By CareerBuilder | November 21, 2019
Q. How does a quantitative analyst for a hedge fund get hired as a strategist for a professional basketball team?
A. He convinces those doing the hiring that he has the skills to do the job.
The two positions may seem unrelated at first glance, but the New Jersey Nets wanted someone who could evaluate player stats and past performance to help determine the best combinations of team members to put on the court in various situations. With superior mathematical and analytical skills, the hedge fund analyst fit the bill.
Transferable skills – abilities that can be applied to different work environments – can be among a job seeker's strongest assets. Here's a look at some of the most in-demand transferable skills and how to acquire them.
What do employers want?
Simply put, "They want skills that can increase or develop business," says David Couper, a career coach and author of "Outsiders on the Inside: How to Create a Winning Career ... Even When You Don't Fit In." "Organizations want anything that will make them more successful and more profitable."
Some commonly sought-after talents include:
Developing transferable skills
Some transferable skills are acquired through education and experience. For instance, demonstrated computer proficiency in a previous position may give a prospective employer confidence that you can quickly master a new company's specific system.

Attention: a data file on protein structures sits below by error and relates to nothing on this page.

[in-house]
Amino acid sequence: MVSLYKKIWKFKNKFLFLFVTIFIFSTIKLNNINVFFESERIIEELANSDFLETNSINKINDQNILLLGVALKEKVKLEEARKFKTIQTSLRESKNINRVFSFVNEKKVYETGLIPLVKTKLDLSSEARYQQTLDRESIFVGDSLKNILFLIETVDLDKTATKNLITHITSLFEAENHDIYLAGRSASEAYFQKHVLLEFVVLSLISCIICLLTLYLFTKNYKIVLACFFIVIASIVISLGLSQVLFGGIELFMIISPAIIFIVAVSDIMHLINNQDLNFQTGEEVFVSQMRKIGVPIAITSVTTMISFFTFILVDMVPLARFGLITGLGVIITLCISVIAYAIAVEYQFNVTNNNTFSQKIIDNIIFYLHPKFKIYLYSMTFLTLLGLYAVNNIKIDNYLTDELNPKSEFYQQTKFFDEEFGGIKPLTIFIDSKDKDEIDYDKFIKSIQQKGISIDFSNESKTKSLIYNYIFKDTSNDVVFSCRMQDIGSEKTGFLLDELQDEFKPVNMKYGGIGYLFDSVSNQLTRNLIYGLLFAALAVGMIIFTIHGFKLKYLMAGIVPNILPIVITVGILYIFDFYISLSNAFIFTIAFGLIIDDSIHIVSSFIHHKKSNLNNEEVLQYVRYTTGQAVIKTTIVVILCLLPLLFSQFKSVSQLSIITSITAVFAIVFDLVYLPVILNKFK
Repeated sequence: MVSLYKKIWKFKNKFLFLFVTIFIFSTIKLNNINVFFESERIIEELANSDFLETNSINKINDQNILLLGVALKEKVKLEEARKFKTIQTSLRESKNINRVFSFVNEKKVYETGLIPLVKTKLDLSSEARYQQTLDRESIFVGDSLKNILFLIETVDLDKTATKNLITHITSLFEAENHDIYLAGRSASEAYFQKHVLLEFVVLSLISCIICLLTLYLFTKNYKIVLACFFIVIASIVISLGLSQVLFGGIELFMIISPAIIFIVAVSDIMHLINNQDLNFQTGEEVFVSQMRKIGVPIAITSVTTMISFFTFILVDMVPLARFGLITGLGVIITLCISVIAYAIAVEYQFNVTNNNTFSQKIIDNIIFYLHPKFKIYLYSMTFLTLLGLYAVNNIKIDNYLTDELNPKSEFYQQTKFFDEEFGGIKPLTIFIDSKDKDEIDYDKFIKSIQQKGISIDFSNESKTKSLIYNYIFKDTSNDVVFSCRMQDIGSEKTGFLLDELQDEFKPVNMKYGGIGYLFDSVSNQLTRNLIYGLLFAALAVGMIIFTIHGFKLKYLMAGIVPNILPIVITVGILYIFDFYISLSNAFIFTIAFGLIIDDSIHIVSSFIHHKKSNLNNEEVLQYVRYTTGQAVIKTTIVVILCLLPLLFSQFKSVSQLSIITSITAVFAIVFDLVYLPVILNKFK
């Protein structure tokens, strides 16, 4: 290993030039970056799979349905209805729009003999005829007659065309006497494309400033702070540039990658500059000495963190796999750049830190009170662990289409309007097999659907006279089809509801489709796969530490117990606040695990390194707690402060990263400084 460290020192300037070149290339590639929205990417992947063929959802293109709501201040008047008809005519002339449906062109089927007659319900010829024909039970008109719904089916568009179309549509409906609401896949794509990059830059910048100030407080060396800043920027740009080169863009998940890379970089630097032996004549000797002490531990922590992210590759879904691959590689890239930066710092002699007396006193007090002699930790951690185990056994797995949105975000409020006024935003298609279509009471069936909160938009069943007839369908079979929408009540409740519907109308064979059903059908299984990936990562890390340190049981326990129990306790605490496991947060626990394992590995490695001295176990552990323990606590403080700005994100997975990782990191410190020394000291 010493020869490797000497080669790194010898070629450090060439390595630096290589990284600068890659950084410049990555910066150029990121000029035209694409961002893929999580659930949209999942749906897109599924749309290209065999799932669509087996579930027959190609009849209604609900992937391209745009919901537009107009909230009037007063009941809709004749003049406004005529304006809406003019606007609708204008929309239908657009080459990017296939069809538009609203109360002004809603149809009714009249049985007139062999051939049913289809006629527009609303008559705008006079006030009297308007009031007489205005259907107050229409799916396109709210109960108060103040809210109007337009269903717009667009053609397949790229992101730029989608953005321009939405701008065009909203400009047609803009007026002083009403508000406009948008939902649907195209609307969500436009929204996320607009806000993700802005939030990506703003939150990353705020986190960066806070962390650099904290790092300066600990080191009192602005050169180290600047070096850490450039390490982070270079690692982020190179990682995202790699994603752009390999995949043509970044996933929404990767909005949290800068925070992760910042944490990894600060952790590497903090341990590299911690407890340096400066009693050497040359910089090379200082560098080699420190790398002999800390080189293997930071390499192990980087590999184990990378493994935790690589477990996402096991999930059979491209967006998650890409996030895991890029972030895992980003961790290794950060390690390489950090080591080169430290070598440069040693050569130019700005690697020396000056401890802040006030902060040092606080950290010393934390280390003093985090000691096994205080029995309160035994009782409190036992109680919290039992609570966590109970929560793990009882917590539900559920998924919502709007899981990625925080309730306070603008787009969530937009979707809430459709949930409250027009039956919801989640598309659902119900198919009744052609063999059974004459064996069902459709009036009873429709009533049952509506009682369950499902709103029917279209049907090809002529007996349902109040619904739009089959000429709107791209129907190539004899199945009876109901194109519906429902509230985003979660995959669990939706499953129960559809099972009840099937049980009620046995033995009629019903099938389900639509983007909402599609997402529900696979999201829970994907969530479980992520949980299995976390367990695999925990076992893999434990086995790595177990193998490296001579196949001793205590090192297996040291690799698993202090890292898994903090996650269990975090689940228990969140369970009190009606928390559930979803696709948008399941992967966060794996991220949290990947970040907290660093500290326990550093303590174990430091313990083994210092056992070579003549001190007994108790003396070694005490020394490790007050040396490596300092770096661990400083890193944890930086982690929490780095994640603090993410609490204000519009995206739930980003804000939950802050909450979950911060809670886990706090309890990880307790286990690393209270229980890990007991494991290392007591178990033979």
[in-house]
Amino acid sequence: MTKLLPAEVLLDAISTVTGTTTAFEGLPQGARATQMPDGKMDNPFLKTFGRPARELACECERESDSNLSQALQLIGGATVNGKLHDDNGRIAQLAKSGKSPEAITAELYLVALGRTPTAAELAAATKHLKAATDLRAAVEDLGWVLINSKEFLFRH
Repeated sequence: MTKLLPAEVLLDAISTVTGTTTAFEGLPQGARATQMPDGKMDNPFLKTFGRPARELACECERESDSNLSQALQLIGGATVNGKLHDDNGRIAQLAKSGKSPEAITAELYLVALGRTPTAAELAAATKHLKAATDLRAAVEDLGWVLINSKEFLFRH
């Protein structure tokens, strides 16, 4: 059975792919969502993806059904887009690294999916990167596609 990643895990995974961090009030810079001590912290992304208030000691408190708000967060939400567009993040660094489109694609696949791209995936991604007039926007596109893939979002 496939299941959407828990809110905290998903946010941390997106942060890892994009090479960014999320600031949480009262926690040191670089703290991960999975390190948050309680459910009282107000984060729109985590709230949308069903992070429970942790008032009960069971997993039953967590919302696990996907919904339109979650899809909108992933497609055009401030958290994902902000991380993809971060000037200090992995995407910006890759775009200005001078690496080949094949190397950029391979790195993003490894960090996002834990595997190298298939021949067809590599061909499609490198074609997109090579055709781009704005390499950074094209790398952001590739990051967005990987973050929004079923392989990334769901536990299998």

Likewise, experts suggest reading books geared towards specific objectives, such as becoming a better negotiator.
Couper notes that volunteering or taking on special projects offers the opportunity to work on skills valued in the workplace. For instance, one of his clients was involved with a not-for-profit group and became part of its selection committee responsible for hiring leaders. He later highlighted this experience to an employer to land a job with human resource duties.
Presenting transferable skills
So is the hedge fund analyst turned basketball advisor a rarity? No – any job seeker who can pinpoint a legitimate match between her skills and an employer's needs has the potential to be hired.
For example, Mathison recalls working with a former Navy SEAL who was having difficulty finding a job. While employers respected his elite training, they "just didn't know what to do with someone who knew how to land on sandy beaches and blow things up." But once he started making the connection for them as to how his background and training were applicable to their goals, employers took notice. He was hired by a high technology global company on the basis of his transferable skill of leading teams to get critical things done anywhere in the world with resourcefulness when unexpected events threatened to derail the project's timeline.
Job seekers looking to present transferable skills as a major selling point may opt for a functional résumé in which skills are grouped together rather than a traditional list of work history. Putting similar skills together instead of dotting throughout can create a stronger impression and may prove especially useful to candidates trying to transition into a new field.
Regardless of method used, candidates looking to cash in on transferable skills should remember the old adage "Show, don't tell." After all, anyone can profess to be a great communicator or an outstanding manager. People whose transferable skills lead to job offers are those with solid evidence of achievement.
Beth Braccio Hering researches and writes about job search strategy, career management, hiring trends and workplace issues for CareerBuilder.com.